BERLIN — Less than a week ago I found myself waiting in several long lines in Cuba to buy a card for anywhere between £3 and £5 (Cuban’s can get it for more like £1) that would provide me with a username and a password that I could use to get online for an hour at a time.
Each time I purchased one of these internet cards — issued by Cuba’s state-run telecoms company, ETESCA — I had to then find a public square or a high-end hotel in order to access the internet.
For someone that is used to being connected 24/7, this was something of a shock. But for Cubans, who still aren’t allowed access to the internet in their homes, a lack of connectivity is something they have always had to live with. The Caribbean island has the lowest level of internet connectivity in the western hemisphere.
But this week we got a big sign that Cuba is slowly starting to embrace the internet.
Google, arguably the world’s biggest internet company and a portal to almost everything online, started turning on servers in Cuba. The activity was reportedly spotted first by internet monitoring firm Dyn on Wednesday, and Google confirmed it had set servers live in Cuba in an email to The Verge. In turning on the servers, Google became the first foreign internet company to host content within the long-isolated country.
It means that Cubans will now be able to access Google products like YouTube and Google Search through a local Google server in their country. ETESCA will use the servers to locally deliver some of Google’s most popular and high-bandwidth content, such as YouTube videos. That should make streaming video content and using Google Apps faster and more efficient for Cubans. But it won’t probably won’t change the slow speeds that Cubans get when they visit non-Google sites, such as Facebook.
Previously, Cubans had to access Google’s products through a submarine cable, which currently connects Cuba to the internet via Venezuela, according to BuzzFeed.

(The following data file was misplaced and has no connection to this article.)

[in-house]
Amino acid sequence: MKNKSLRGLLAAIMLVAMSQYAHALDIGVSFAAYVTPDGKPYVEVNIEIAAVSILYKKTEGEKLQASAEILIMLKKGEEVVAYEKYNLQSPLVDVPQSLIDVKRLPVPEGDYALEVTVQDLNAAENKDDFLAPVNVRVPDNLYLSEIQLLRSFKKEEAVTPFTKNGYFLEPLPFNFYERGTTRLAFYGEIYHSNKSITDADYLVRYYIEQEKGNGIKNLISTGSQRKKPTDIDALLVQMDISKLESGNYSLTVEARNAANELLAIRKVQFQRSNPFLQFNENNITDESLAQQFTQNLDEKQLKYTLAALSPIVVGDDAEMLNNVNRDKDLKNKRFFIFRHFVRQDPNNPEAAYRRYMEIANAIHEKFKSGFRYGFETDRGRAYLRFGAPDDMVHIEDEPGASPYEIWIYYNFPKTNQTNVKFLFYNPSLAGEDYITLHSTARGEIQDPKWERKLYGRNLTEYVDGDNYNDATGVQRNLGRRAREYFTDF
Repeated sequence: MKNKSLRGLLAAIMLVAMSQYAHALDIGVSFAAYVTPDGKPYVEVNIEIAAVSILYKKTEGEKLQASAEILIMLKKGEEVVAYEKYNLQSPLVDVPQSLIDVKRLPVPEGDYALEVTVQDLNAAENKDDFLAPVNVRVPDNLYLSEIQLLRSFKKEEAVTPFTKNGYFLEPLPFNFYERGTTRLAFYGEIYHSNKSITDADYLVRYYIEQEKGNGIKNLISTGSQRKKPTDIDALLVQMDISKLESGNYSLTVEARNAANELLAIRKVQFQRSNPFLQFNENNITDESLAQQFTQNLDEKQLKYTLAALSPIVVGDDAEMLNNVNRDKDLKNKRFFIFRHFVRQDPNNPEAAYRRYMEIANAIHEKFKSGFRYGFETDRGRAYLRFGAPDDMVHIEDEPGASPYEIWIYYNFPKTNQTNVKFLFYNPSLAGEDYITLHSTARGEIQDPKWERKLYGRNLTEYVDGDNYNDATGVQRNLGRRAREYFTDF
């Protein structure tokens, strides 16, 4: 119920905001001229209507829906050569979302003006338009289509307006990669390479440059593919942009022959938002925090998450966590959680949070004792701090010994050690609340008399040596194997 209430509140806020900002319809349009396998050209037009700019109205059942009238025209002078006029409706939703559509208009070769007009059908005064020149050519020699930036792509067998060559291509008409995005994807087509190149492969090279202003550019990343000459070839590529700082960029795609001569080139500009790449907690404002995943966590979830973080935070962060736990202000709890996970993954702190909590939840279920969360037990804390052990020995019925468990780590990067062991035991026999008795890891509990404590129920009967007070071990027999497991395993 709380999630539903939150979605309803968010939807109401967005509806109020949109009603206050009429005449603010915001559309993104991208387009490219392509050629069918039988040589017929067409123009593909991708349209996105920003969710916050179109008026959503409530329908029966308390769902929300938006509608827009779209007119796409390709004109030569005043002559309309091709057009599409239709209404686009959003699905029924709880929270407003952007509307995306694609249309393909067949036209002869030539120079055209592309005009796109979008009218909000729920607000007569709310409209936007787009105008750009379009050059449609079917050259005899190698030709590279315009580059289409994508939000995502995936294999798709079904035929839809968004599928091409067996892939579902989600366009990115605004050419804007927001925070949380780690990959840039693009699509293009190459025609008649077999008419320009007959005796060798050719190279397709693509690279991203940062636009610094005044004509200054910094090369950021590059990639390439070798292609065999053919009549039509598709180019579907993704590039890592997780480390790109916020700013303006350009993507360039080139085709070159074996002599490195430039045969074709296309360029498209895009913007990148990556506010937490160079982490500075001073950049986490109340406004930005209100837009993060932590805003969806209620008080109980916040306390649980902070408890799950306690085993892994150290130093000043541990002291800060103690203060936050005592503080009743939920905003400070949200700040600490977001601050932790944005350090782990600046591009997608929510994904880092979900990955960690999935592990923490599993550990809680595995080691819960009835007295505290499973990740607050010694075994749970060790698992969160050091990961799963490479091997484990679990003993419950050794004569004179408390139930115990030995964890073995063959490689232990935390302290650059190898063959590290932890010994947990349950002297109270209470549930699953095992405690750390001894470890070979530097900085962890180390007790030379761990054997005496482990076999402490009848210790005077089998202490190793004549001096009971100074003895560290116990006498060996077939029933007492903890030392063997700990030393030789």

The difference should be noticeable for Cubans almost immediately, according to Dyn. Doug Madory, director of internet analysis at the company, told CNBC: “I think this will be very noticeable for Cubans. The internet in Cuba will still be a painfully slow process. This is just another somewhat rare step forward. For Google services, which will be hosted in country, it will be a milestone.”
The partnership between Google and Cuba was announced in December in a blog post on Google’s website.
“Google and the national telecommunications company of Cuba ETECSA have signed an agreement to offer the Google Global Cache service, contributing to improve the online experience for Cubans who use Google products,” wrote Marian Croak, VP of access strategy and emerging markets, and Brett Perlmutter, manager of strategy and operations for Cuba, in a joint post Google on Google’s Latin American blog.
“This agreement allows ETECSA to use our technology to reduce latency by locally delivering some of our most popular and high bandwidth content, such as YouTube videos. This means that Cubans who already have access to the internet and want to use our services will see an improvement in terms of the quality of the same and a reduction in latency for the contents in cache.”
Google did not immediately respond to Business Insider’s request for comment.
For many people in Cuba, where the average monthly salary is around £20, the £1 an hour pay-as-you-go internet cards are something of a luxury. That’s particularly true for people living in rural areas, where the country’s tourist currency, known as the Convertible Peso and worth about 25x more than the normal Cuban Peso, is harder to come by.
Several Cuban citizens that I spoke to last week wanted Cuban leader Raul Castro and his communist government to make the internet cheaper and more widespread to allow them to take full advantage of what it has to offer from both personal and business perspectives.
Two Airbnb hosts that I stayed with said that having an internet connection in their home would make their lives significantly easier, adding that most of their income comes from letting out rooms on the platform.
But, one added, the government “likes to be in control” and that restricting internet access has helped with this.
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